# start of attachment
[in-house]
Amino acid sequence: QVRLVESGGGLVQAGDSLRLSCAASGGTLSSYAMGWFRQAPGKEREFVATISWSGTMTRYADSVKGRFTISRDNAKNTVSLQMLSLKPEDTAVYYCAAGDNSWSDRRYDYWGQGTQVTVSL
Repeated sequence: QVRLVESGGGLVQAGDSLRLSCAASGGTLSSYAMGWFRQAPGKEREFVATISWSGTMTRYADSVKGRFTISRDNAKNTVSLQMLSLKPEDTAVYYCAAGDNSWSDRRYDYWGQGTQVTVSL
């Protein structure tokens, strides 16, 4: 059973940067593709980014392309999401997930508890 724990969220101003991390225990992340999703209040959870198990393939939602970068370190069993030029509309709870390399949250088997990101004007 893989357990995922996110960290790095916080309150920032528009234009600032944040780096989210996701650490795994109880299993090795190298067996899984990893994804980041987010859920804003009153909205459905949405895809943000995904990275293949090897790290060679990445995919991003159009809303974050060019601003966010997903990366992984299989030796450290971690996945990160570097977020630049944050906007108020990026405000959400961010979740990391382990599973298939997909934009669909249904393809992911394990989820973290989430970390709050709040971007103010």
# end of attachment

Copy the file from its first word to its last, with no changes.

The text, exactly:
[in-house]
Amino acid sequence: QVRLVESGGGLVQAGDSLRLSCAASGGTLSSYAMGWFRQAPGKEREFVATISWSGTMTRYADSVKGRFTISRDNAKNTVSLQMLSLKPEDTAVYYCAAGDNSWSDRRYDYWGQGTQVTVSL
Repeated sequence: QVRLVESGGGLVQAGDSLRLSCAASGGTLSSYAMGWFRQAPGKEREFVATISWSGTMTRYADSVKGRFTISRDNAKNTVSLQMLSLKPEDTAVYYCAAGDNSWSDRRYDYWGQGTQVTVSL
């Protein structure tokens, strides 16, 4: 059973940067593709980014392309999401997930508890 724990969220101003991390225990992340999703209040959870198990393939939602970068370190069993030029509309709870390399949250088997990101004007 893989357990995922996110960290790095916080309150920032528009234009600032944040780096989210996701650490795994109880299993090795190298067996899984990893994804980041987010859920804003009153909205459905949405895809943000995904990275293949090897790290060679990445995919991003159009809303974050060019601003966010997903990366992984299989030796450290971690996945990160570097977020630049944050906007108020990026405000959400961010979740990391382990599973298939997909934009669909249904393809992911394990989820973290989430970390709050709040971007103010």